Blueberries are one of the few crops in production today that are native to Georgia. The plant is quite common in the home garden, and has several uses.
It can be grown as a hedge to screen out unsightly views, line driveways and the sides of homes, or serve as a barrier. And of course, blueberries provide a tasty treat in mid-summer that has many culinary uses.
There are two types of blueberries grown here in Georgia.
Rabbiteye blueberries are the easiest to grow since they are the most adaptable, productive and pest-free of the two.
Southern highbush blueberries need high amounts of organic matter soil (at least 3 percent), and are very susceptible to being eaten by wildlife because they ripen early in the season.
The latter are better off commercially grown, and are not recommended for homeowners.
Blueberries need at least six to eight hours of sun a day.
They require moist but well-drained soils with organic matter added such as peat moss, compost or manure.
The plants grow best in acidic soils with a pH 4.0 to 5.3. If the soil is above this range, apply wettable sulfur (90 percent sulfur) or aluminum sulfate in the soil. Consider having your soil tested through Gwinnett County Extension for the cost of $8.00 per sample. Call the Extension office for more information.
Do not fertilize when the shrub is being planted. After new growth begins in March, apply one ounce of 12-4-8, 10-10-10, or azalea special fertilizer at 4-8-8. Refertilize again in May if the plant receives adequate amounts of water.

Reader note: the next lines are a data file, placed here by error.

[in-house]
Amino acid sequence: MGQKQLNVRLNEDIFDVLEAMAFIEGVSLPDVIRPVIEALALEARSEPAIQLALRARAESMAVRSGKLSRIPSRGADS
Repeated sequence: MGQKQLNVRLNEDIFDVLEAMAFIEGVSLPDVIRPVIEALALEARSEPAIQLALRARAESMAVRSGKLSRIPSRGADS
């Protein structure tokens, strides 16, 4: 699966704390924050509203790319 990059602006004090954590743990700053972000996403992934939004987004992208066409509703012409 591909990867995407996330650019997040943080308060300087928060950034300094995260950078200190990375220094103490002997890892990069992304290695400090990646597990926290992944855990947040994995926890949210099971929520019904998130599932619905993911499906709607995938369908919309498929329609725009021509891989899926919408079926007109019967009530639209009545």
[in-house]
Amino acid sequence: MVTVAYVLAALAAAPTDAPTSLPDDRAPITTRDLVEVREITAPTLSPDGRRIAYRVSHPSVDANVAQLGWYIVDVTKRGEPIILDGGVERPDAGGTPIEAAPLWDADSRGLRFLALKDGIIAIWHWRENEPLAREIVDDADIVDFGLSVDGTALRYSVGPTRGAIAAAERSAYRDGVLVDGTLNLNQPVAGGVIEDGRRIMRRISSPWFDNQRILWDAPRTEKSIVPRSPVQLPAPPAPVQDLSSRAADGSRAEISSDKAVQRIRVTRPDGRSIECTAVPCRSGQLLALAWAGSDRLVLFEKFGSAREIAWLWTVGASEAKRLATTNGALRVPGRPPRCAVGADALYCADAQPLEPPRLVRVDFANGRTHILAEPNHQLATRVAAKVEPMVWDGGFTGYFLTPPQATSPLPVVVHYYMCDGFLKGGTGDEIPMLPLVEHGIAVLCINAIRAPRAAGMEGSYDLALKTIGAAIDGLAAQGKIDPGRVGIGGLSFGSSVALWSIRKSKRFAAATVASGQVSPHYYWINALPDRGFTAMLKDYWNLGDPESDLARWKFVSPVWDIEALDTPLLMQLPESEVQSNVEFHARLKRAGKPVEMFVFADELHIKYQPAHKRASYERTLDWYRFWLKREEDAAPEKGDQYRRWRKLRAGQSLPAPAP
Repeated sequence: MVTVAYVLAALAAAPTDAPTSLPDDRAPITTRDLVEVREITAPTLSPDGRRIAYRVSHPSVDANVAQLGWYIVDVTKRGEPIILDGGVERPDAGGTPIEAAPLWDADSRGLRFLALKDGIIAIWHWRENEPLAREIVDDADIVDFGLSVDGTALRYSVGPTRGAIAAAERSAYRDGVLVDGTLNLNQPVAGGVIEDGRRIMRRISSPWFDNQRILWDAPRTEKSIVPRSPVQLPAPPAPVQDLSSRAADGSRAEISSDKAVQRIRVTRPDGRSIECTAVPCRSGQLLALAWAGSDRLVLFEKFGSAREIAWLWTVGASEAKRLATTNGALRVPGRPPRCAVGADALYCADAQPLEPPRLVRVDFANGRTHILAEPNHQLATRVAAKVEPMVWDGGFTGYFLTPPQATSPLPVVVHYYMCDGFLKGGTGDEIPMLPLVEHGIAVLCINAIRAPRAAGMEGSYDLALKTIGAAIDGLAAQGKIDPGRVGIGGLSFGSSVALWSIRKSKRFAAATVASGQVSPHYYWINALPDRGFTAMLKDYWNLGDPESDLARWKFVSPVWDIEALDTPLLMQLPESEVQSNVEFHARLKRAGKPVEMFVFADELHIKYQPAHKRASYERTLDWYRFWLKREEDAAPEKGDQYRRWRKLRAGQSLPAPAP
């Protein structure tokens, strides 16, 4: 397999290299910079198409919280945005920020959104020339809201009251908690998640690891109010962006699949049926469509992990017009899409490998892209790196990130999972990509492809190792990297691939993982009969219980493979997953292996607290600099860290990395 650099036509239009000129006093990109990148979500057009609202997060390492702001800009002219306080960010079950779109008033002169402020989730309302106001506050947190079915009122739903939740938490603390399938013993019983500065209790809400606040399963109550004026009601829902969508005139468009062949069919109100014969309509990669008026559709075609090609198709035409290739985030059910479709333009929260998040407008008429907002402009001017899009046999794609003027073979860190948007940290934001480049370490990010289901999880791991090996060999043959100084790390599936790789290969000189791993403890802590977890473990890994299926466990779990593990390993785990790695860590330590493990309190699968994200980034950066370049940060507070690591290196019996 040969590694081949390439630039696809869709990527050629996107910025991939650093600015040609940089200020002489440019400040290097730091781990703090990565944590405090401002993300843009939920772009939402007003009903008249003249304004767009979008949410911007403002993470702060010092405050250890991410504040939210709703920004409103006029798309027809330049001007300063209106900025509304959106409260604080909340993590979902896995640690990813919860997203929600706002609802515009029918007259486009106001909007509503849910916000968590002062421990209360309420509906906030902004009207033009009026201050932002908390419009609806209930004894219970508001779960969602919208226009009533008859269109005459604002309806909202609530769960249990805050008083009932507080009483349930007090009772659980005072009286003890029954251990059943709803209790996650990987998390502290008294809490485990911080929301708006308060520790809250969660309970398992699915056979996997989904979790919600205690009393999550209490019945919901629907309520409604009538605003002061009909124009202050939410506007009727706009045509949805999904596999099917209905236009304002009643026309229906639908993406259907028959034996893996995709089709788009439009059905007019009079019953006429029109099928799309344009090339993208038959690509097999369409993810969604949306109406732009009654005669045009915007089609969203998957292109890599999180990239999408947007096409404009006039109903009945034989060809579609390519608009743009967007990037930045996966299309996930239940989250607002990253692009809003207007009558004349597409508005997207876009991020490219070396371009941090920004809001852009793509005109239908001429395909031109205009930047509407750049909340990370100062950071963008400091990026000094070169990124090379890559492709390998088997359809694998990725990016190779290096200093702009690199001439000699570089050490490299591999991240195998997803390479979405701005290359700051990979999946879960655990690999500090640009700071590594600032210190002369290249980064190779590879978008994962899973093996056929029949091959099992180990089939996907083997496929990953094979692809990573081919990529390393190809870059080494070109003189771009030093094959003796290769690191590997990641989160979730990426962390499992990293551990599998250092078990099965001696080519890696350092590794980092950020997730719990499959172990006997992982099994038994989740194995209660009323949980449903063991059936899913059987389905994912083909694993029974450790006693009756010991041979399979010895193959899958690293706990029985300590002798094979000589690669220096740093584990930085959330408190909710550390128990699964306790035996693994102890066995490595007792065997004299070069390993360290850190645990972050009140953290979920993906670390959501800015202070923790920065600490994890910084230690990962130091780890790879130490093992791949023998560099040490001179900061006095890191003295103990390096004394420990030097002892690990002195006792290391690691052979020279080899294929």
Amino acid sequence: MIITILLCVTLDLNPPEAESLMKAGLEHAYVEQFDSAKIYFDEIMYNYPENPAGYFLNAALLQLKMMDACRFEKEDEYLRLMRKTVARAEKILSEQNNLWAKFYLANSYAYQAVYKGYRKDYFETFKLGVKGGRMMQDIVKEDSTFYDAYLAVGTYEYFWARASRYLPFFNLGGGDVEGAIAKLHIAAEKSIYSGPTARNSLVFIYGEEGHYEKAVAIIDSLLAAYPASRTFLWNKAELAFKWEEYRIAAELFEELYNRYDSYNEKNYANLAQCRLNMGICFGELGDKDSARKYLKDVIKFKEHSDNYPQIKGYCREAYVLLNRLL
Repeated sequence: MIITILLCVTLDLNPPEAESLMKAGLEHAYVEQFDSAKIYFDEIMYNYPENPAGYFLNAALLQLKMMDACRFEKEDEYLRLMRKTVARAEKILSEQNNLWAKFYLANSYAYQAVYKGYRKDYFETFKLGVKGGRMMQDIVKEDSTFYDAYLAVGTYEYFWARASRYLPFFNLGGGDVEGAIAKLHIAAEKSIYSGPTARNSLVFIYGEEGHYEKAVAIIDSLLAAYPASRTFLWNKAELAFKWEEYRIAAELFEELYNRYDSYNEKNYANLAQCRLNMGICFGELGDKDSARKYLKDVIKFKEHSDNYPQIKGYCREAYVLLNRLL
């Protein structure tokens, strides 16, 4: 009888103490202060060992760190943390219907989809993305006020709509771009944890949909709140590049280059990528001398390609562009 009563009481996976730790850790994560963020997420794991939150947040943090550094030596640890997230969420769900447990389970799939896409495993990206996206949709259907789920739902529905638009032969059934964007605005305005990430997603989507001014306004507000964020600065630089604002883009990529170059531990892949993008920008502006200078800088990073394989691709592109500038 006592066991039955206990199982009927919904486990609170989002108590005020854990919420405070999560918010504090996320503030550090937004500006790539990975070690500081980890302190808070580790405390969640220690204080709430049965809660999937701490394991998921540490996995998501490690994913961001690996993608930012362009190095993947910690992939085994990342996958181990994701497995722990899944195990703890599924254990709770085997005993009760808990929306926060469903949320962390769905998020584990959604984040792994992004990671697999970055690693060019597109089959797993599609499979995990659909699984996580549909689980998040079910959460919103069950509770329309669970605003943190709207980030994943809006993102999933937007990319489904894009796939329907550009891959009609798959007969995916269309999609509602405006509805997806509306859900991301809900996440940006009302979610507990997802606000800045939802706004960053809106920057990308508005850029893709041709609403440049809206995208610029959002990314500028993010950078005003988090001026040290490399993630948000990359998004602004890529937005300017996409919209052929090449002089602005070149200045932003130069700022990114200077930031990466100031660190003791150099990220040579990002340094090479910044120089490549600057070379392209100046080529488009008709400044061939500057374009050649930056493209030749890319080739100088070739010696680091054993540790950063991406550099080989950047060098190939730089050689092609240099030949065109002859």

Spread the fertilizer evenly over a circle 18 inches in diameter, and do not over fertilize. Apply three inches of pine bark or pine straw mulch.
Blueberries produce their fruit from buds on 1-year-old wood, so they should be pruned enough to encourage the production of vigorous new growth each year.
Remove the low spreading branches and those growing through the center of the bush, especially weak and older ones.
When the fruits are growing on the plant, consider placing a plastic cloth over the bushes to protect them from birds. Fortunately, pests seldom trouble blueberries.
Blueberries of different cultivars need to be planted for good pollination and fruit set.
Early producing cultivars include "Climax," "Brightwell" and "Premier." Midseason varieties include "Bluebell," "Tiftblue" and "Powderblue," and the late season varieties include "Delite," "Baldwin" and "Centurion."
Blueberries, if planted and maintained properly, are a relatively easy fruit to grow in the home garden. A good opportunity to purchase some of these plants, as well as other types of plants such as crape myrtles and blackberries, is through the annual Gwinnett County Extension plant sale.
Order forms may be obtained at your Extension office located on the fourth floor of the Gwinnett County Government Annex or by calling the Gwinnett County Extension Service at 678-377-4010, or visiting the Gwinnett County Extension Web site at www.gwinnettextension.org. Click on "events" and you will find the plant sale order form.
Timothy Daly, MS is an agricultural and natural resource agent with the Gwinnett County Extension Service. He can be reached at 678-377-4010 or email@example.com.